Home Pro Tips Keys to Hold Serve

Keys to Hold Serve

Closeup top view of a male tennis player hitting a ball during a serve. It's played on blue hard court surface just like at US open. Very shallow focus, only tip of the racket and the ball are in focus.

By Paul Bartholomai, PSST Tennis Director

I read this stat that indicates at the 3.5 & 4.0 level, tennis teams hold serve only about 40 percent of the time. So, what can we do to improve that number? In order to hold serve more often we need to practice the following:

  • Increase percentage of first serve in.
  • Focus on placement of your serve over power.
  • “Server’s partner” needs to apply constant pressure.
  • Change the serving formation — “I” formation, Australian formation, Open Alley, Plan Poach, Never-hit-a-backhand formation.

Increase percentage of first serve in
If your first serve is not going in as planned, you will need to take some pace off and increase your number of first serves in. There are two main reasons why getting the first serve is so important:

You can control the point right away and even get some free points.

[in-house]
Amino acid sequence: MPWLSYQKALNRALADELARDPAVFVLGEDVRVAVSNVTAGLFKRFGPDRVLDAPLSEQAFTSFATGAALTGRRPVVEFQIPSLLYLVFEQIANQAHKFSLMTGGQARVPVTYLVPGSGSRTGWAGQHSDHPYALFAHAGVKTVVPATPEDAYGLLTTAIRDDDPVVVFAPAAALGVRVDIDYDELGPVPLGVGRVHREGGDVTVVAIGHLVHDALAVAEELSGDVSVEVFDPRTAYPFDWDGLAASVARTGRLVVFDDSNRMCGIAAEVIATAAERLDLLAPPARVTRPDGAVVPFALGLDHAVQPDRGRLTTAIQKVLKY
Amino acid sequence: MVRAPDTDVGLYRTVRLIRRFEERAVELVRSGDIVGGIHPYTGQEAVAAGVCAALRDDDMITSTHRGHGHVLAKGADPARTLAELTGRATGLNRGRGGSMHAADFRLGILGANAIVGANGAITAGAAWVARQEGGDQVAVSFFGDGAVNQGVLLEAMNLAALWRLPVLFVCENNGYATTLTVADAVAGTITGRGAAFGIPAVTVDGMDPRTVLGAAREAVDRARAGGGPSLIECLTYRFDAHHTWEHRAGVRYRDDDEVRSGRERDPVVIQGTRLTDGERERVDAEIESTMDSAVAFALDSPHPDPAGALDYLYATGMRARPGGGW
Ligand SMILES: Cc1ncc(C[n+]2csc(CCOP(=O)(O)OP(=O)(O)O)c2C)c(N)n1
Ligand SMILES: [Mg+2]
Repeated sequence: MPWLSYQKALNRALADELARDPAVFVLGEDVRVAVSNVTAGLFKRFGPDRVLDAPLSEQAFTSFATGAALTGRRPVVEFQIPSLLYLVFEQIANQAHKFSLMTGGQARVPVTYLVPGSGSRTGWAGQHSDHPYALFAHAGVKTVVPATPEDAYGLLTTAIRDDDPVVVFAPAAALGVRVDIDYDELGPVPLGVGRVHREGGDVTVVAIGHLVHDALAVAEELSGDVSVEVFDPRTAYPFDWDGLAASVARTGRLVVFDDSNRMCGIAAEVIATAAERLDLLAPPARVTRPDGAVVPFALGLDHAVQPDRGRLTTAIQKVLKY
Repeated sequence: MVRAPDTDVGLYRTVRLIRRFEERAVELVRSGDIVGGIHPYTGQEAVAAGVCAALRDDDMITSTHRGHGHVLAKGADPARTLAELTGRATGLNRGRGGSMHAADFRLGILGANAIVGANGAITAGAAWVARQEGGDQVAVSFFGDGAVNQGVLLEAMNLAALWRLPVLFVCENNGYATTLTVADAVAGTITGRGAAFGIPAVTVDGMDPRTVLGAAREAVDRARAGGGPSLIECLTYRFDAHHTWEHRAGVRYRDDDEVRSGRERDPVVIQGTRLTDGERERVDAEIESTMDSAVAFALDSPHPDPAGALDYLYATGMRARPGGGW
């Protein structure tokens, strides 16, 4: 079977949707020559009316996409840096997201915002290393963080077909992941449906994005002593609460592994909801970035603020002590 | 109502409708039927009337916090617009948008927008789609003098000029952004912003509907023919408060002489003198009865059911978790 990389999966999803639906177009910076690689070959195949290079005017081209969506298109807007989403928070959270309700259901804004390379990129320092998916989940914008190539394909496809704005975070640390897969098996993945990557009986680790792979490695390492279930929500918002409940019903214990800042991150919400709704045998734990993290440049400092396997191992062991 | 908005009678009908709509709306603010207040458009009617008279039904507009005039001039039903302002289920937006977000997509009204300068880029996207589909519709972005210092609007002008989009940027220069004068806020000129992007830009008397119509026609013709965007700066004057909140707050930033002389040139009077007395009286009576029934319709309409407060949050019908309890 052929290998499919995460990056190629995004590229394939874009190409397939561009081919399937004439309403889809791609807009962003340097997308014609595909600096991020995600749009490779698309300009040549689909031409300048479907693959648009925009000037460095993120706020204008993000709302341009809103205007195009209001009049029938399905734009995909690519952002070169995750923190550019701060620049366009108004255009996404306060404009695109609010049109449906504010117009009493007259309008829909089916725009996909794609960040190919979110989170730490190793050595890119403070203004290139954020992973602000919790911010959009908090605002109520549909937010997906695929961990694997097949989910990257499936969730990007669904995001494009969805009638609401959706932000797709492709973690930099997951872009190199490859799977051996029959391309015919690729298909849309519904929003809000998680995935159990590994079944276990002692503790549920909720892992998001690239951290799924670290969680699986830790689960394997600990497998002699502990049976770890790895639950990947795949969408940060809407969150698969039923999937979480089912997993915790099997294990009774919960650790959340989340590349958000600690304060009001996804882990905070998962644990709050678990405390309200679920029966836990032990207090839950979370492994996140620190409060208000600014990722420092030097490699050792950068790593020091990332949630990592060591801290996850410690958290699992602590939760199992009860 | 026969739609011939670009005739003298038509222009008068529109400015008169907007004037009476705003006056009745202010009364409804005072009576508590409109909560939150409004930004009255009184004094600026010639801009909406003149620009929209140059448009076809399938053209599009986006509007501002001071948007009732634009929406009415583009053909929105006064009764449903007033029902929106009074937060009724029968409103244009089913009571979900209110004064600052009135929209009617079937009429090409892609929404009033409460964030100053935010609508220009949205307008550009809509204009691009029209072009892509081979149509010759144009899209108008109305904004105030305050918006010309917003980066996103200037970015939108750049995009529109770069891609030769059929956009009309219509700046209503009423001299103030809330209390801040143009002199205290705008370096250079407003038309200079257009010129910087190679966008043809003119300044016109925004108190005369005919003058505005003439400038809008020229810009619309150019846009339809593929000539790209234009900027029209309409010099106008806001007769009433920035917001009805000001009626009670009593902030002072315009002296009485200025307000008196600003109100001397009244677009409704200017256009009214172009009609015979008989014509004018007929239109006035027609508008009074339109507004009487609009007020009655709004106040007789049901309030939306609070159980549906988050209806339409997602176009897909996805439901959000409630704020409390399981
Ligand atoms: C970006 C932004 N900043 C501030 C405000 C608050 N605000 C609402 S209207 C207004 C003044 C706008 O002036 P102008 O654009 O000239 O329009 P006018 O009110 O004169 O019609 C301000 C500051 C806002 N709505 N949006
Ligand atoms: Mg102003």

The receiver’s mindset on returning a first serve is of “respect” and “caution” unlike the returning of a second serve which is of “attack,” “control,” and “dominate.”

Placement over power
A well-placed serve is as effective as a powerful serve. When serving, you have control over the ball and you get to choose the targets. Each target has a potential return:

  • Wide serve (target A) = cross court or down the line return
  • Body serve (Target B) = middle/cross court return
  • Center serve (Target C) = middle return
  • Knowing the possible return helps us plan how we want to play the point out. If the server’s partner is a good net player, you will want to serve “center serve.” On the other hand, if the server’s partner doesn’t like to volley, you might want to serve “wide” so it comes back cross court, away from the net player.

“Server’s partner” needs to apply constant pressure
Server’s partner plays a very important role; his/her job is to D – A – D:

  • D = Distract
  • A = Attack
  • D = Defend

The more active he/she is, the more he/she will force the returner to hesitate and to pay more attention to the net player than to the ball. The less attention he/she pays to the ball, the weaker or more inconsistent the return will be.

Different doubles formation
The majority of the players feel confident returning serve cross court, but struggle on the down-the-line or lob return. Why set up different formations when serving?

  • It is a useful way of disturbing the rhythm of players used to returning against standard doubles formations.
  • It creates some indecision in their return game.
  • It forces the receiving team to change direction on the return of serve.

Try to make them return up the line, which is over the high part of the net. Many players aren’t comfortable doing that.

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